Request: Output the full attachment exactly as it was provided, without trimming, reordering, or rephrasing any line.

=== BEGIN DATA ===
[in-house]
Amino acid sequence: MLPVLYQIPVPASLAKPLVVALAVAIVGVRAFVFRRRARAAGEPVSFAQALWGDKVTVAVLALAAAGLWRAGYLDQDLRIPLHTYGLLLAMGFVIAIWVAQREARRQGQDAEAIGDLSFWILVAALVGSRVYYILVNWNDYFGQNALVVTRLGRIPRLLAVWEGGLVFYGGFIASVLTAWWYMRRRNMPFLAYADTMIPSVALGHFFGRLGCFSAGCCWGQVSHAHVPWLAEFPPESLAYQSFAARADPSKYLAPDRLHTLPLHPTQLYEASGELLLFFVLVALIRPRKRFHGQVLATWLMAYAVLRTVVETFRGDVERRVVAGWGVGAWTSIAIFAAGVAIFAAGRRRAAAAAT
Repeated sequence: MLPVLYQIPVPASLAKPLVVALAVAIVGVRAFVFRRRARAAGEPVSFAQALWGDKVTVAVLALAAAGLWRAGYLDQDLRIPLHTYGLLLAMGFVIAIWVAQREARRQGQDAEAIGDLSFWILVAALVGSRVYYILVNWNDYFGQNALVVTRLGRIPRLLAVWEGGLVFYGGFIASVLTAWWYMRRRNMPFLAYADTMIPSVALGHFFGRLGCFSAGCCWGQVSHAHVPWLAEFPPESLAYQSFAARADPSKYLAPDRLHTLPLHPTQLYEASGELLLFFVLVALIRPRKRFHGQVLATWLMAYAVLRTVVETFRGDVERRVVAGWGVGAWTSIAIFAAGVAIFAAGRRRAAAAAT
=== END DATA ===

[in-house]
Amino acid sequence: MLPVLYQIPVPASLAKPLVVALAVAIVGVRAFVFRRRARAAGEPVSFAQALWGDKVTVAVLALAAAGLWRAGYLDQDLRIPLHTYGLLLAMGFVIAIWVAQREARRQGQDAEAIGDLSFWILVAALVGSRVYYILVNWNDYFGQNALVVTRLGRIPRLLAVWEGGLVFYGGFIASVLTAWWYMRRRNMPFLAYADTMIPSVALGHFFGRLGCFSAGCCWGQVSHAHVPWLAEFPPESLAYQSFAARADPSKYLAPDRLHTLPLHPTQLYEASGELLLFFVLVALIRPRKRFHGQVLATWLMAYAVLRTVVETFRGDVERRVVAGWGVGAWTSIAIFAAGVAIFAAGRRRAAAAAT
Repeated sequence: MLPVLYQIPVPASLAKPLVVALAVAIVGVRAFVFRRRARAAGEPVSFAQALWGDKVTVAVLALAAAGLWRAGYLDQDLRIPLHTYGLLLAMGFVIAIWVAQREARRQGQDAEAIGDLSFWILVAALVGSRVYYILVNWNDYFGQNALVVTRLGRIPRLLAVWEGGLVFYGGFIASVLTAWWYMRRRNMPFLAYADTMIPSVALGHFFGRLGCFSAGCCWGQVSHAHVPWLAEFPPESLAYQSFAARADPSKYLAPDRLHTLPLHPTQLYEASGELLLFFVLVALIRPRKRFHGQVLATWLMAYAVLRTVVETFRGDVERRVVAGWGVGAWTSIAIFAAGVAIFAAGRRRAAAAAT